Although the complaint was never amended to include the name Gary Bongers, and even though Kerr did not reattempt service of process, the fact that the name on the complaint, summons, and return receipt was addressed to John Doe does not defeat service upon Bongers. While Kerr did not know Bongers' name at the time the marshal mailed the papers, it is not disputed that Bongers was the party to whom the complaint and summons were mailed and it is apparent that he received these papers and had notice of the suit. If Bongers himself had signed and returned the papers, then clearly service of process would have been effected under 4(c)(2)(C)(ii). If the defendant in question is identified by job description and address, even if his name is unknown, and that person acknowledges receipt of the complaint and summons, then it is consistent with both the letter and spirit of Rule 4(c)(2)(C)(ii) to hold that such amounts to service of summons. See, e.g., Lenoir v. F.D.I.C., 709 F.Supp. 830 (N.D.Ill.1989) (finding effective service of process notwithstanding the fact that the plaintiff did not address the envelope to the specific defendants, where defendants received actual notice and signed the acknowledgment form).

view counter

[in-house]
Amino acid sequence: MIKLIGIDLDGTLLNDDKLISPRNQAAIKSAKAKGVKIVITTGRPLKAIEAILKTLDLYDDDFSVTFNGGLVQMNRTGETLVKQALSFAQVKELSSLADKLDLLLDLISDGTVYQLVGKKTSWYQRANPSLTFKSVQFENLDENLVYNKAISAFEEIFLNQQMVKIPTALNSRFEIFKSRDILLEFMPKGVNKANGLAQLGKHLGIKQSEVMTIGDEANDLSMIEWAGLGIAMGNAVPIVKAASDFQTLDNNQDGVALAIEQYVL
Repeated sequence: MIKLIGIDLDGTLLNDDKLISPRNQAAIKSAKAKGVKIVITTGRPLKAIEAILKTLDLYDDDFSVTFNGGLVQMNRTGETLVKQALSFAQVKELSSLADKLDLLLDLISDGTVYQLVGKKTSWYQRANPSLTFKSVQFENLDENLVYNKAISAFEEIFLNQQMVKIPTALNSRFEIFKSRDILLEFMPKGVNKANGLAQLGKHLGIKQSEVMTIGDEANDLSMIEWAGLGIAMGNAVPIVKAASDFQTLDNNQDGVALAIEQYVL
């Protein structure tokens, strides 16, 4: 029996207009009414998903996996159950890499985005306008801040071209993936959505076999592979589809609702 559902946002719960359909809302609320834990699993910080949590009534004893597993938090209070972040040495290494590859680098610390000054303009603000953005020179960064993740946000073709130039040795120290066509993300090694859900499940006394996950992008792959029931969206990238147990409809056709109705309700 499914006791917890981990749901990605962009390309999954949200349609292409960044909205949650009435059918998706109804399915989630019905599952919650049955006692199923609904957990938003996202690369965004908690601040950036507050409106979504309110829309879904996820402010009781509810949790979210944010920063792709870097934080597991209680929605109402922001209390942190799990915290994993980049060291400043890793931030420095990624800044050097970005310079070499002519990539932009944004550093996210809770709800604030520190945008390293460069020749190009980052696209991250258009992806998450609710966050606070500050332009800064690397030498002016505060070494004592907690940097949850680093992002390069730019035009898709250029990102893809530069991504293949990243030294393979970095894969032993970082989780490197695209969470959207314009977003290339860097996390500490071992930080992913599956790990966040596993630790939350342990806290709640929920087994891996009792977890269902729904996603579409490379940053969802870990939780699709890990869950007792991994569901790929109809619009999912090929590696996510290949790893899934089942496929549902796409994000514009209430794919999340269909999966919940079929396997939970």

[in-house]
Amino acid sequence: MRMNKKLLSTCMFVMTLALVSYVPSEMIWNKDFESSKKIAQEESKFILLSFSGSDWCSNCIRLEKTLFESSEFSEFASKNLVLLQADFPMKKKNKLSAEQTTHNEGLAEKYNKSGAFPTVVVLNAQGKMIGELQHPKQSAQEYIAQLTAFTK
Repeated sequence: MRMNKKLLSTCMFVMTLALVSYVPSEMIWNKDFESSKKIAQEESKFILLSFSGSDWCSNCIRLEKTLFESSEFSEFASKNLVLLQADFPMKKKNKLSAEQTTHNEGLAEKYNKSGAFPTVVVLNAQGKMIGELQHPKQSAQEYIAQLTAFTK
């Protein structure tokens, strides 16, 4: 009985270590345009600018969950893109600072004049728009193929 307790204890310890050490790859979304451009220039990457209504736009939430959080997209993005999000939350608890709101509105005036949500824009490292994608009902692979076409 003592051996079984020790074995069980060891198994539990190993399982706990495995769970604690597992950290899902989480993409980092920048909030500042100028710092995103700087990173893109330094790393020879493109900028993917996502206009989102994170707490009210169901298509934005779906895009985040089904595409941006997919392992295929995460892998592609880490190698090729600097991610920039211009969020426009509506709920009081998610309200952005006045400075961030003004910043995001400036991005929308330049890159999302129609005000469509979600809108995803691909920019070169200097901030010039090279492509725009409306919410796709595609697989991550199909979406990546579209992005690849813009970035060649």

The additional twist in the present case is that Bongers did not sign and return the acknowledgment form; the Brown County Corporation Counsel signed and returned the form. This fact, however, also does not defeat service of process in the present case. It is true that under Rule 4 service of process is not effective unless the acknowledgment form is returned. TSO v. Delaney, 969 F.2d 373, 375 (7th Cir.1992) (citation omitted). Rule 4(c)(2)(C)(ii) requires the plaintiff to attempt service by another method if the acknowledgment form is not received by the sender within 20 days after the plaintiff mails it. The rule itself does not specify whether the defendant himself must actually sign the form. While there are no cases that deal directly with the issue of whether a defendant's attorney's signature on the acknowledgment is sufficient for there to be service of process, " '[t]he general attitude of the federal courts is that the provisions of Rule 4 should be construed liberally in the interest of substantial justice....' " Montgomery, Zuckerman, Davis, Inc. v. Diepenbrock, 698 F.Supp. 1453, 1458 (S.D.Ind.1988) (quoting 4A Wright and Miller, Federal Practice and Procedure § 1083 at 10).